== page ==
For fifty-six years he continued in active practice, representing at different times many important and large business and financial interests. The Chicago Bar Association, of which as well as of the American Bar Association and of the Chicago Law Institute he was for many years a member, honored him and itself by electing him president.
        Though not active in politics Colonel Lackner took a deep and effective interest in the Civic Committee, which successfully undertook and completed the task of removing a group of corrupt local politicians from public office. He was a member of the "Committee on Relief" during the period following the Chicago fire of 1871 and gave himself to its arduous labors with characteristic zeal and generosity. Colonel Lackner was also one of the "Committee of Forty" appointed by the Governor of Illinois to draft the new city charter of Chicago.
        In 1920 Colonel Lackner, then eighty years old, retired from his practice and removed to California, where he settled at South Pasadena, having purchased there an attractive residence at no. 1001 Buena Vista Street, known as the Lucretia Garfield residence. While a resident of Chicago he was a member of the city's Union League Club and of the University Club, was one of the charter members of the Turn Verein and at one time president of the national body of this organization.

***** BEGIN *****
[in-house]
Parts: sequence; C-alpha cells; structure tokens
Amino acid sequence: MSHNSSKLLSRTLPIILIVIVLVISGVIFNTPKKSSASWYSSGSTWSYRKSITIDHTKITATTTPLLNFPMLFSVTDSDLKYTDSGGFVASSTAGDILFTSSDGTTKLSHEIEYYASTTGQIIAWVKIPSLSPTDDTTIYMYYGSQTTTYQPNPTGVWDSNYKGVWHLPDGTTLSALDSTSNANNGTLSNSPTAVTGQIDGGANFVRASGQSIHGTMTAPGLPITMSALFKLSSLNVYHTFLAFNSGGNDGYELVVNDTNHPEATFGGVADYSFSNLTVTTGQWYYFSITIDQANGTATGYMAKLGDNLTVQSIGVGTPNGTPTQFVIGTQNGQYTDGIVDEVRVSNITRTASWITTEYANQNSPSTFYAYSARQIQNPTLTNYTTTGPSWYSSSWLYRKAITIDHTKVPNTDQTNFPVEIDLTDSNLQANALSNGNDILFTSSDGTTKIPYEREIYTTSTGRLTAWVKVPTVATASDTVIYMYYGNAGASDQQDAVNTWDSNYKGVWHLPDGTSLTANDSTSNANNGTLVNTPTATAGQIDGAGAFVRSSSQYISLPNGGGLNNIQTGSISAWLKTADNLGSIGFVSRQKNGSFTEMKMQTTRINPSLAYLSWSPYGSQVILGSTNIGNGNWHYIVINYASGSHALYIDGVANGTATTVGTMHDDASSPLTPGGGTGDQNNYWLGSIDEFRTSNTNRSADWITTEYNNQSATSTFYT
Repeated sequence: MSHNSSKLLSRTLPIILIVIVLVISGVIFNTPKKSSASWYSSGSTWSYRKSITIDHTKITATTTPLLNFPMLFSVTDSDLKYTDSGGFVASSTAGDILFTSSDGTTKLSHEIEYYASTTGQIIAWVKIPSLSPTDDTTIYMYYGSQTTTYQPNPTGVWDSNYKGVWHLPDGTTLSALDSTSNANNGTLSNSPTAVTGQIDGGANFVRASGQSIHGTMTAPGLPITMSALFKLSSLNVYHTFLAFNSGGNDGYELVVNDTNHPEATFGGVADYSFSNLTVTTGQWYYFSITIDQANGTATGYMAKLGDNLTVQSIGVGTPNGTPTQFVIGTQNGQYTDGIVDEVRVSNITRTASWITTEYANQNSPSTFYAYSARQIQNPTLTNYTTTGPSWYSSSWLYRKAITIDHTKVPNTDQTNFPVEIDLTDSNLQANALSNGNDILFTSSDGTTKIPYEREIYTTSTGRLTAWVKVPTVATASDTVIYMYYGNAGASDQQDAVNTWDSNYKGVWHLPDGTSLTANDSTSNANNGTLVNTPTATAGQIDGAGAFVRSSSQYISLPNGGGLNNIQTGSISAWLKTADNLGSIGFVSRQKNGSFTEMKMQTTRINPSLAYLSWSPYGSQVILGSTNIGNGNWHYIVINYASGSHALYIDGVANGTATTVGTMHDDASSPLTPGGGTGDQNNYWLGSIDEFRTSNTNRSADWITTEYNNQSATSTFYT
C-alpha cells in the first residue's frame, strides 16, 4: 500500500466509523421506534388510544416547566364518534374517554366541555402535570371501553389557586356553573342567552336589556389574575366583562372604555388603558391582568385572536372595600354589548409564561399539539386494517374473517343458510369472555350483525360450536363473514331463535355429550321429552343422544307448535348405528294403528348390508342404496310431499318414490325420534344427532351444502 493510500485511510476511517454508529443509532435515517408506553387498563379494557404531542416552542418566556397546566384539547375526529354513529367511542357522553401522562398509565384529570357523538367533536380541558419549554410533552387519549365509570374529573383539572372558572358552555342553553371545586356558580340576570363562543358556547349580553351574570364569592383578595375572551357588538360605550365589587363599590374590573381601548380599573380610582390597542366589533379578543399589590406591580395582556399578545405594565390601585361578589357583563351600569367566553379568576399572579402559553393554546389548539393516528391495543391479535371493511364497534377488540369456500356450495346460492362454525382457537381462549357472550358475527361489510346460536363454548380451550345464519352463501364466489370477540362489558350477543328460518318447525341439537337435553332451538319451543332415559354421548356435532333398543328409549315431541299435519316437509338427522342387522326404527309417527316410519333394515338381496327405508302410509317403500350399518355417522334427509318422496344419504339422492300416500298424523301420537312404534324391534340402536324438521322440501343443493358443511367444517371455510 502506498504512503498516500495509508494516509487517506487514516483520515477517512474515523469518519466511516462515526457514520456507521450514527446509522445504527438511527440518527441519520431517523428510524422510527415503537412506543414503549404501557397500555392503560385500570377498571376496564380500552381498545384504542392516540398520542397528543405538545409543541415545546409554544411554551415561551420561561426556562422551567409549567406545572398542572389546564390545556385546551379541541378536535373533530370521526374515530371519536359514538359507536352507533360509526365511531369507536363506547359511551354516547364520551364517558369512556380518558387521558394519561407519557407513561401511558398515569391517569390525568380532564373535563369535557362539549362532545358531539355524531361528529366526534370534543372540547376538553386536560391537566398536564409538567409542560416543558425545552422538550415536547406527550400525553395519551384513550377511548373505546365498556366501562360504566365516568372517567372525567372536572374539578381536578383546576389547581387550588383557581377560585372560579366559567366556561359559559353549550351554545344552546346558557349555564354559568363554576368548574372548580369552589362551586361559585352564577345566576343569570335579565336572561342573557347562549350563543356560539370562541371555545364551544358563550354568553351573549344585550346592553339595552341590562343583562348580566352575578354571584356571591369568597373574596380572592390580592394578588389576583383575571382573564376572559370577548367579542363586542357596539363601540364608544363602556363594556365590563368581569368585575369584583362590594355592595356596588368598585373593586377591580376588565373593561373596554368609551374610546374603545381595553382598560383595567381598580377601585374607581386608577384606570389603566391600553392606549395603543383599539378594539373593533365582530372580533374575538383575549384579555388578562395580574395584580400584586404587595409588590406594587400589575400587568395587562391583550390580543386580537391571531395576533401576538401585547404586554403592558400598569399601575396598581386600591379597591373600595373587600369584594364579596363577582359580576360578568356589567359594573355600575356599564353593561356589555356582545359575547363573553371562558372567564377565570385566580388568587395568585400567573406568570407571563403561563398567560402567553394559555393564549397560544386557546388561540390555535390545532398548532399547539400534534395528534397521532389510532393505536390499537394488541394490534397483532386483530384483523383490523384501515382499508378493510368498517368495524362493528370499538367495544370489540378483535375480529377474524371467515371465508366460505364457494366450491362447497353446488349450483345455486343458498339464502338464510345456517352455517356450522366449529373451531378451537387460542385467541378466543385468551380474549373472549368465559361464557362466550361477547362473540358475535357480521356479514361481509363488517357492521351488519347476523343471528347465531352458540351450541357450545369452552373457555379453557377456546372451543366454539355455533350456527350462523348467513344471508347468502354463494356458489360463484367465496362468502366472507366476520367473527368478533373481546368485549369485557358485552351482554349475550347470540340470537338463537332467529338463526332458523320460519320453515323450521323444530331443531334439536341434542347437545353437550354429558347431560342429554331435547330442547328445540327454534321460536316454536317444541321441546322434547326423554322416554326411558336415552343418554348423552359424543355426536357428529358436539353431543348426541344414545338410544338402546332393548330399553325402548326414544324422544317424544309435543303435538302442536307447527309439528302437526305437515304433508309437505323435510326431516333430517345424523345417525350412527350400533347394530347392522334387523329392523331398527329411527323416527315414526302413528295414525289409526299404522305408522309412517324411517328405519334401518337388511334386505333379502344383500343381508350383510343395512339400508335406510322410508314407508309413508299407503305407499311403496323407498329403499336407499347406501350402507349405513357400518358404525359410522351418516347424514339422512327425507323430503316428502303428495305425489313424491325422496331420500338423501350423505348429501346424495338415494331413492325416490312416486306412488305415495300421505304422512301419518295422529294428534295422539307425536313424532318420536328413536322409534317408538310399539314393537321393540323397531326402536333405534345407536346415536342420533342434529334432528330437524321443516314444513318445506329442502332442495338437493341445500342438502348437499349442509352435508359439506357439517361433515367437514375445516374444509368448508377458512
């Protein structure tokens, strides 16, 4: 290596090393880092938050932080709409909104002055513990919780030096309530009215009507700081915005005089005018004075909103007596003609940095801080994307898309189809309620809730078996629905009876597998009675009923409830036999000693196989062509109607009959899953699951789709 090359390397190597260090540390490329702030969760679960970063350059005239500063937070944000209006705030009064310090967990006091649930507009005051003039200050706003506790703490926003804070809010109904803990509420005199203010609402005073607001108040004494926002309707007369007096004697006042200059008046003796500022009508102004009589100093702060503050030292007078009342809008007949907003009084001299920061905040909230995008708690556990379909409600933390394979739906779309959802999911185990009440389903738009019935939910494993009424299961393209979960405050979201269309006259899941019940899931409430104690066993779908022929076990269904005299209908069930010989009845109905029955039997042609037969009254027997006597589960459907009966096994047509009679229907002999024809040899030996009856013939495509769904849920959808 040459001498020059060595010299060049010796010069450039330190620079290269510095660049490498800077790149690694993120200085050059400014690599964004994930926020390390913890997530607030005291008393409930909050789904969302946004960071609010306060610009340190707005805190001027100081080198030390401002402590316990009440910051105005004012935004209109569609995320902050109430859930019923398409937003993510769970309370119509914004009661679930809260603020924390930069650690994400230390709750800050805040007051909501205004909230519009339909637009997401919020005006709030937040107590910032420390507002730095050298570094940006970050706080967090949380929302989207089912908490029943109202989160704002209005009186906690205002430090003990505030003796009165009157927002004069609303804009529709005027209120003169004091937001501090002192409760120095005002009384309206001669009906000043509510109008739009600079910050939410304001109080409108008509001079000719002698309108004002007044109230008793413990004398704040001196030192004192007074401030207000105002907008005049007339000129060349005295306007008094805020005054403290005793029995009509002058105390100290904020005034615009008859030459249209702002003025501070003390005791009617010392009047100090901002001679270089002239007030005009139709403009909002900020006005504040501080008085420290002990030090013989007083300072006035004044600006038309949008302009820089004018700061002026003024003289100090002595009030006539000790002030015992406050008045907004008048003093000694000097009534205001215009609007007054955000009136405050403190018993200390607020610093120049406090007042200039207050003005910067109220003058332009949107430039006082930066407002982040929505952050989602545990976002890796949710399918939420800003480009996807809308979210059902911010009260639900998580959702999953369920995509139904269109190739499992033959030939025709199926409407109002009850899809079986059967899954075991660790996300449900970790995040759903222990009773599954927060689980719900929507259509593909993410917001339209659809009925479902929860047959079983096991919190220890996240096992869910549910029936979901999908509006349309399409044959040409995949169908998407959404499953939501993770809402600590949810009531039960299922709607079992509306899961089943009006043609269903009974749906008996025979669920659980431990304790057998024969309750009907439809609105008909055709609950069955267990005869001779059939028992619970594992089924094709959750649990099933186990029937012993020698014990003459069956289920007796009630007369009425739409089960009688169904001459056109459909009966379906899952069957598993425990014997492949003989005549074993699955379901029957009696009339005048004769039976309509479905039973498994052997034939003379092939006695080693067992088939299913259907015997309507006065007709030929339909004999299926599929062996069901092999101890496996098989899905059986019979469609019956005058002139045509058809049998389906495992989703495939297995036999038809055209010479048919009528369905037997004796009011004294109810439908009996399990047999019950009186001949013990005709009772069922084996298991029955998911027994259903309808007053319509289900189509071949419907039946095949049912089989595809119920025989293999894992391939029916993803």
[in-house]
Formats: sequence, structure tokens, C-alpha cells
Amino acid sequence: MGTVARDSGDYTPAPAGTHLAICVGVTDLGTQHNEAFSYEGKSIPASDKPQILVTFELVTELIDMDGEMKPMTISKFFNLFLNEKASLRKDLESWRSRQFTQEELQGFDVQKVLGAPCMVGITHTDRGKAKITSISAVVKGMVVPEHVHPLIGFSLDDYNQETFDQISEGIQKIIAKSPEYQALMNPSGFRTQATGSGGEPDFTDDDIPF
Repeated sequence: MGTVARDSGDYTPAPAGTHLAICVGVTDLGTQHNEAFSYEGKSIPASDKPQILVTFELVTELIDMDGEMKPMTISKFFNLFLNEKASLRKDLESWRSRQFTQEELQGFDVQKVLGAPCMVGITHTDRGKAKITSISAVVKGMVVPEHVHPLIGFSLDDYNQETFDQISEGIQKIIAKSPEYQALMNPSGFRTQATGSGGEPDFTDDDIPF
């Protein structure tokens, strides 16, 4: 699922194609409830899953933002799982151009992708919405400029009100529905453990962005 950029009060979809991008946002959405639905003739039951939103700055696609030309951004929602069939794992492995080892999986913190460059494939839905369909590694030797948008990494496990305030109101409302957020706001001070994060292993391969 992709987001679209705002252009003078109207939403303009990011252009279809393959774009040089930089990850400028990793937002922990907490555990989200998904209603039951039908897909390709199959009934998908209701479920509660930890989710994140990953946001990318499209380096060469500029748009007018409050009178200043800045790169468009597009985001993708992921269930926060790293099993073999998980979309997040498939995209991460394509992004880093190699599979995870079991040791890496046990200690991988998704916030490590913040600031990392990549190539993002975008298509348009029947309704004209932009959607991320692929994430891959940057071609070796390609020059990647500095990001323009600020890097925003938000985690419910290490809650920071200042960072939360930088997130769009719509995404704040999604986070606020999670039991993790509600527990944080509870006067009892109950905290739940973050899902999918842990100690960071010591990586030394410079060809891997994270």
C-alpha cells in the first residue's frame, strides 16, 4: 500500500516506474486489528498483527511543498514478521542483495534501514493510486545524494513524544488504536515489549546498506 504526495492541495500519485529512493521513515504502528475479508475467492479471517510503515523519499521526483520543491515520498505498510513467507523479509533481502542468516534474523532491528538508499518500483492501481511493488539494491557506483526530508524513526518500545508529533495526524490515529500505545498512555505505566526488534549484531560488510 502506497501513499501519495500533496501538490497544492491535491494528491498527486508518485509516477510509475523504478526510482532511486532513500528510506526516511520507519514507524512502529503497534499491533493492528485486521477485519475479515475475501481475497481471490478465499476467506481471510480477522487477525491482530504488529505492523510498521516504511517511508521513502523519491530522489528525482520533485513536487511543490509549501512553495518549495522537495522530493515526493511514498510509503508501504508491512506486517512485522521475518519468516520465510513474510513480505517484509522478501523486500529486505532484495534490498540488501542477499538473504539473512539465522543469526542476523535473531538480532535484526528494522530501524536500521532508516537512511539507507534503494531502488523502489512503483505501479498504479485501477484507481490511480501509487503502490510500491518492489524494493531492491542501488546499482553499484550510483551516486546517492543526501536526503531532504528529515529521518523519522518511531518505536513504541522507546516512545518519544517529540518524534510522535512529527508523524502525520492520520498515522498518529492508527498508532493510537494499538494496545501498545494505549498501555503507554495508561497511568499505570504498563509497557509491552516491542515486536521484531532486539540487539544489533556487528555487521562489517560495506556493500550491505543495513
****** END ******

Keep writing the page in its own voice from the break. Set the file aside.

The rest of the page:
Colonel Lackner married in the spring of 1872, Nannie Jussen of Columbus, Wisconsin, daughter of the late Colonel Edmund and Nancy (Smith) Jussen. Colonel and Mrs. Lackner were the parents of five children:
                Mrs. Franklin Nichols Corbin (Meta) of Chicago
                Mrs. George R. Reinecke (Else) of South Pasadena
                Mrs. John Harris Booge (Irma) of San Pedro, California
                Francis A. Lackner of Winnetka, Illinois
                Mrs. Charles S. Kennedy (Beatrice) of Winnetka, Illinois

        After a brief illness, Colonel Lackner died in his eighty-eighth year at the Pasadena Hospital, Pasadena, California, on December 20th, 1928.
        Though his removal from Chicago to California naturally resulted in the breaking of many close ties formed during his long residence in the former city, news of his death brought keen regret to many of his friends who had had opportunities to become acquainted with his many fine qualities of the mind and heart.
        These latter also quickly gained him the liking and respect of a new group of friends in his new home, and these too sincerely shared with his family their grief at his passing.
        An able lawyer of high principles, a patriot who promptly placed his life at the service of his country, an upright, courageous gentleman, he will long be remembered for the prominent part which he played during important periods in this country’s history and for the fine and inspiring life that he led.

A bust view of Maj. Francis Lackner, 26th Regt., Wisc. Vol.

U. S. Army Military History Institute, Carlisle Pa. 17013

Biography by Betsy Morehouse

Brief History of the 26th Wisconsin by Francis Lackner

Toward a History of the Twenty-sixth by Francis Lackner